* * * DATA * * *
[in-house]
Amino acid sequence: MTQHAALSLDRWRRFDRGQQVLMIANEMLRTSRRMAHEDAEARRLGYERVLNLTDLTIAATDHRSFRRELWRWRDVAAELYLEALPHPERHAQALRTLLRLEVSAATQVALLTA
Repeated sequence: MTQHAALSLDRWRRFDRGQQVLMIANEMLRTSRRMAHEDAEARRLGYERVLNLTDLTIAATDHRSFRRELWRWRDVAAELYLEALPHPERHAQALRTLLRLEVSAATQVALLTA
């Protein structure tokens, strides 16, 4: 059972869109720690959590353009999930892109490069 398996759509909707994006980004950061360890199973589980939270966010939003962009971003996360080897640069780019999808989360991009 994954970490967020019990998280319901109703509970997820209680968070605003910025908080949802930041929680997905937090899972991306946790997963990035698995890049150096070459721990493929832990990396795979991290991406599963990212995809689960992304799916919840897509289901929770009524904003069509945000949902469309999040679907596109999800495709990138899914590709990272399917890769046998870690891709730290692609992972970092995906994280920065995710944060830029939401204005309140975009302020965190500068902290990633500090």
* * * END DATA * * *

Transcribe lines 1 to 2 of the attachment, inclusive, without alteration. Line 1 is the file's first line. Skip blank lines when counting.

[in-house]
Amino acid sequence: MTQHAALSLDRWRRFDRGQQVLMIANEMLRTSRRMAHEDAEARRLGYERVLNLTDLTIAATDHRSFRRELWRWRDVAAELYLEALPHPERHAQALRTLLRLEVSAATQVALLTA